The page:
A new type pill box, called the "Armored Crab" by the Germans, is now
in action on many sectors of the Eastern front. These pill boxes are of steel
construction, painted grey and are dome-shaped. They are mounted on wheels
(see accompanying figures 1 and 2), in an inverted position, and may be quickly
moved from one position to another, usually by tractor. They carry a crew of
|Overall height|| ||6 ft|
|Height of upper part above ground|| ||3 ft|
|Width|| ||5.6 ft|
|Weight|| ||3 tons|
b. Thickness of Armor
|Level with embrasure|| ||5.46 in|
|Below embrasure|| ||3.51 in|
|Sides, rear and top|| ||1.56 in|
|Lower section and floor || || .39 in|
The pill box has a small embrasure with an observation peep hole above
it. When necessary the embrasure may be covered by a large triangular armored
slide which can be moved either to the right or left of the embrasure and is operated
by a handle on the inside. On the top of the pill box are two collapsible periscopes
also regulated from the inside. The entrance to the pill box is through a small
trap door in the rear which has two levers for closing it from the inside.
The armament is an MG-42 or MG-34 machine gun mounted on a special
type stand. The machine gun is elevated or depressed by an elevating hand wheel.
It moves horizontally along a frame which is attached to the inside walls of the
pill box - the field of fire through the embrasure being 60 degrees.
These pillboxes are usually situated in the second defense zone. It takes
fifteen men to change one from traveling to firing position. When it is emplaced,
the usual procedure is to dig a hole and sink in the entire lower section and part
of the upper section (see figure 3). The upper part does not rotate so that only the
machine gun aperture in front and the opening in the rear with the two periscopes
and the pipe on top must be exposed.
Under combat conditions the observer looks through one of the periscopes
to observe and direct the gunner's fire. The gunner observes through the forward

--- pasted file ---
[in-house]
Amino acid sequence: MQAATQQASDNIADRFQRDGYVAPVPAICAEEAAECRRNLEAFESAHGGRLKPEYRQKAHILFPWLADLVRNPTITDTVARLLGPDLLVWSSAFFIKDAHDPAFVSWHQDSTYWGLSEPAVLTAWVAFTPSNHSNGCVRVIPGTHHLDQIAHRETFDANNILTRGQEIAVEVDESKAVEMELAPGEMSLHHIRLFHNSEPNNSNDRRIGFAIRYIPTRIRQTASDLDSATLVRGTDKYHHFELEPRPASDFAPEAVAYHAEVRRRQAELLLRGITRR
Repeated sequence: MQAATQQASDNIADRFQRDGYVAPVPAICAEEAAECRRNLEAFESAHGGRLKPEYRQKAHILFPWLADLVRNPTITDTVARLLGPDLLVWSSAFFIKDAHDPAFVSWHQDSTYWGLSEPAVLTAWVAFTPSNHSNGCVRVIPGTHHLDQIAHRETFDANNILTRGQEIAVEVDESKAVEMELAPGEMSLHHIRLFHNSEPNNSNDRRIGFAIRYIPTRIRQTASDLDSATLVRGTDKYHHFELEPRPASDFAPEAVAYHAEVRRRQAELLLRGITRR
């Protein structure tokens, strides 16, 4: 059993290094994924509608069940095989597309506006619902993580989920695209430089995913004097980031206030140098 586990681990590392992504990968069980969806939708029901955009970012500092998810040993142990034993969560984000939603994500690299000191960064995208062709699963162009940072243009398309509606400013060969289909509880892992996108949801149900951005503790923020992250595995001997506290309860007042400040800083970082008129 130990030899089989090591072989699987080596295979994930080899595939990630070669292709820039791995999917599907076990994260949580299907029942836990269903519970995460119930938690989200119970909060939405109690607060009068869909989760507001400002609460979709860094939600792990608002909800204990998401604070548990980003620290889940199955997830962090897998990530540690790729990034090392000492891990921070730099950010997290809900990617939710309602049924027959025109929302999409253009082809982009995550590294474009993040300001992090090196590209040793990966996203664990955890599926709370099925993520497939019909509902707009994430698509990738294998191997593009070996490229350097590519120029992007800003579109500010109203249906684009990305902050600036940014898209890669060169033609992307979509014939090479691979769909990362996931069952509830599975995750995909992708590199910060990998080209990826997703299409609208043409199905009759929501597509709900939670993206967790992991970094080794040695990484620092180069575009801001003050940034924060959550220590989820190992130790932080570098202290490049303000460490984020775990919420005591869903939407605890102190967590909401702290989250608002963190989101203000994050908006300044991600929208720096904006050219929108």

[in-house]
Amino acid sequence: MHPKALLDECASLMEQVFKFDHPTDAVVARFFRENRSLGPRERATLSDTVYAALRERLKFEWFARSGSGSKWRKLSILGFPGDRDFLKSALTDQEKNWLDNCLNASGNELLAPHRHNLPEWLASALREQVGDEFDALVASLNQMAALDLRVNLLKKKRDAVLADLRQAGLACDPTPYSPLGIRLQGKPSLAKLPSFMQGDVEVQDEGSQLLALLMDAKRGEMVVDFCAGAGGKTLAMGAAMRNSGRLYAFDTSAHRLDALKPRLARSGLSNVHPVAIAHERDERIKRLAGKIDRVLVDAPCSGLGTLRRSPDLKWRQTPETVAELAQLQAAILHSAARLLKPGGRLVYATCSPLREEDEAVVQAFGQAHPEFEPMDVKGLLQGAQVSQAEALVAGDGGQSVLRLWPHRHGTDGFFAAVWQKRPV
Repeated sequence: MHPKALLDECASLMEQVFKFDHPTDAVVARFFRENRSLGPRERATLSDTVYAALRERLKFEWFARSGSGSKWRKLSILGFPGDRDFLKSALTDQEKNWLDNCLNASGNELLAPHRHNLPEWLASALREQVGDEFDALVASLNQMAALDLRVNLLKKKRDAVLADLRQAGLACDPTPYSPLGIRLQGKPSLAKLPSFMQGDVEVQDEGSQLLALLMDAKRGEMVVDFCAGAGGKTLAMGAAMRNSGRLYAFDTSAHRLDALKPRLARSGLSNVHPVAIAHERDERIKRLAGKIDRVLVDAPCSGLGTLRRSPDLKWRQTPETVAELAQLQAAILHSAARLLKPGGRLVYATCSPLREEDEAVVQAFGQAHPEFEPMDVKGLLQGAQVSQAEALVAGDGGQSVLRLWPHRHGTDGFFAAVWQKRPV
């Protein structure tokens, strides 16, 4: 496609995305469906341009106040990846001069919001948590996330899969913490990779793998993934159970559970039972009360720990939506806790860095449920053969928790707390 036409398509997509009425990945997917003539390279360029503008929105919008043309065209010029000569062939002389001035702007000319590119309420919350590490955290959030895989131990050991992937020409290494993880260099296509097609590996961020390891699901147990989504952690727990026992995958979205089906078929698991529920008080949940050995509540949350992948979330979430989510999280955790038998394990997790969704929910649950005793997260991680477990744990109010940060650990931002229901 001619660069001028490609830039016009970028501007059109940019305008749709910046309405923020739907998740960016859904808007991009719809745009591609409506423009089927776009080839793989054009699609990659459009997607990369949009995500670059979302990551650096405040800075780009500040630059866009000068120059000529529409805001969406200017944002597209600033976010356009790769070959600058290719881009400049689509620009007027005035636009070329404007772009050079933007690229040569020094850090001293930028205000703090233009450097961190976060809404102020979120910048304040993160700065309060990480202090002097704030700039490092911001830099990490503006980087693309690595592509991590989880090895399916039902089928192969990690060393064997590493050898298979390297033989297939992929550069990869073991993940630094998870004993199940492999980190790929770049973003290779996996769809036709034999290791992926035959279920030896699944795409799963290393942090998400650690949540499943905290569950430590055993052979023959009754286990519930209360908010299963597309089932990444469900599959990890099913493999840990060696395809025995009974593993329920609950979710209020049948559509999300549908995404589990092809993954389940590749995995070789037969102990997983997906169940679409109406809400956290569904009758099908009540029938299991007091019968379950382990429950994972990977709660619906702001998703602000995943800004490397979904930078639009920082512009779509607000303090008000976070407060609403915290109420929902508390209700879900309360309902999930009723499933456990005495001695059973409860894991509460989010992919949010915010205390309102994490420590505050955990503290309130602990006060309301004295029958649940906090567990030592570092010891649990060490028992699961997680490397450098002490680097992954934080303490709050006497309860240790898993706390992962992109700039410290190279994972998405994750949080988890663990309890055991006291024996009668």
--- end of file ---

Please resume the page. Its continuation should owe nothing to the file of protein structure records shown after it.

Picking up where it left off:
slit. Protection from the front against rifle, grenade and artillery fire is by means
of the iron slit cover which is manipulated to cover or open slit from the inside.
Inside the pillbox there is sufficient room for both members of the crew to sit
comfortably and move around to a limited extent. There is a small heating stove
and a ventilating apparatus, operated by a foot pedal, which provides sufficient
changes of air when all vents are closed. There is enough ammunition for 5 to 10
hours of fire.
g. Methods of Combatting
As only about one yard of this pill box shows above the ground, it is very
difficult to detect. Thorough reconnaissance is imperative. It can best be detected
by the outline of its embrasure, by its periscopes, flue pipe, and flash and powder
smoke from the machine gun when fired.
Riflemen or mortar squads should demolish the periscopes, thus leaving
the crew without means of observation. Rifle shots should be aimed at the embrasure.
In a number of captured pill boxes, armor-piercing rifle bullets had made holes in
the lower part (the walls of the base). Such fire is effective only if this portion has
been uncovered by artillery fire or if it was not completely covered with earth
when the pill box was emplaced. Antitank guns should aim at the sides of the pill
box about 20 to 24 inches from the top, since the thickness of the armor there is
only one inch. The most practical method of destroying these pill boxes is
point-blank fire by antitank or artillery guns.
Since the field of fire is only 60 degrees, separate pill boxes may be
destroyed by assault troops moving in on the vulnerable and unprotected sides and
rear. As a rule these pill boxes are used in groups, but by neutralizing the
supporting pill boxes it is possible to isolate any particular one.
When assault troops come up to these pill boxes, they should first cover
the embrasure with earth and throw hand grenades at the trap door in rear. If
the crew refuses to surrender, the pill box should be blown up. In attacking these
pill boxes Molotov cocktails may be used against the periscope openings. If no
explosives or gasoline bottles are available, in addition to covering the embrasures
with earth, the trap door should be wedged with stones or logs to put the pill box
out of action.